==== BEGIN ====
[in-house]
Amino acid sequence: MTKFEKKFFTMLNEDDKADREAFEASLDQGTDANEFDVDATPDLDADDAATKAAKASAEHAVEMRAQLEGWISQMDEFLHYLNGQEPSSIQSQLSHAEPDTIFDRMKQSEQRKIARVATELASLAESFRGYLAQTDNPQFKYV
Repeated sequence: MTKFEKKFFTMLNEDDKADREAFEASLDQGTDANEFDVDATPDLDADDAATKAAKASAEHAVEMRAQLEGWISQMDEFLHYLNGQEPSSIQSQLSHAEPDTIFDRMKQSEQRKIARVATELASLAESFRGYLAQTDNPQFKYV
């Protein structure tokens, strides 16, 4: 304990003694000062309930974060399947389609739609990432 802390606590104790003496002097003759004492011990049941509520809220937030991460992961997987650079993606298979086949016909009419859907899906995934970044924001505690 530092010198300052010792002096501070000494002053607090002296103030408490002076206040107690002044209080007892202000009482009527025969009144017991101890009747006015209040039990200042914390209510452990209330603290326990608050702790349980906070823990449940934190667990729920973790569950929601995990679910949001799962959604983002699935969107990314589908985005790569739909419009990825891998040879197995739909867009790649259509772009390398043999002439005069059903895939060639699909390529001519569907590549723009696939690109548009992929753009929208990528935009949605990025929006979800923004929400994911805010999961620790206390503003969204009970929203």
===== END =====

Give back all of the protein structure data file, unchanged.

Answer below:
[in-house]
Amino acid sequence: MTKFEKKFFTMLNEDDKADREAFEASLDQGTDANEFDVDATPDLDADDAATKAAKASAEHAVEMRAQLEGWISQMDEFLHYLNGQEPSSIQSQLSHAEPDTIFDRMKQSEQRKIARVATELASLAESFRGYLAQTDNPQFKYV
Repeated sequence: MTKFEKKFFTMLNEDDKADREAFEASLDQGTDANEFDVDATPDLDADDAATKAAKASAEHAVEMRAQLEGWISQMDEFLHYLNGQEPSSIQSQLSHAEPDTIFDRMKQSEQRKIARVATELASLAESFRGYLAQTDNPQFKYV
């Protein structure tokens, strides 16, 4: 304990003694000062309930974060399947389609739609990432 802390606590104790003496002097003759004492011990049941509520809220937030991460992961997987650079993606298979086949016909009419859907899906995934970044924001505690 530092010198300052010792002096501070000494002053607090002296103030408490002076206040107690002044209080007892202000009482009527025969009144017991101890009747006015209040039990200042914390209510452990209330603290326990608050702790349980906070823990449940934190667990729920973790569950929601995990679910949001799962959604983002699935969107990314589908985005790569739909419009990825891998040879197995739909867009790649259509772009390398043999002439005069059903895939060639699909390529001519569907590549723009696939690109548009992929753009929208990528935009949605990025929006979800923004929400994911805010999961620790206390503003969204009970929203």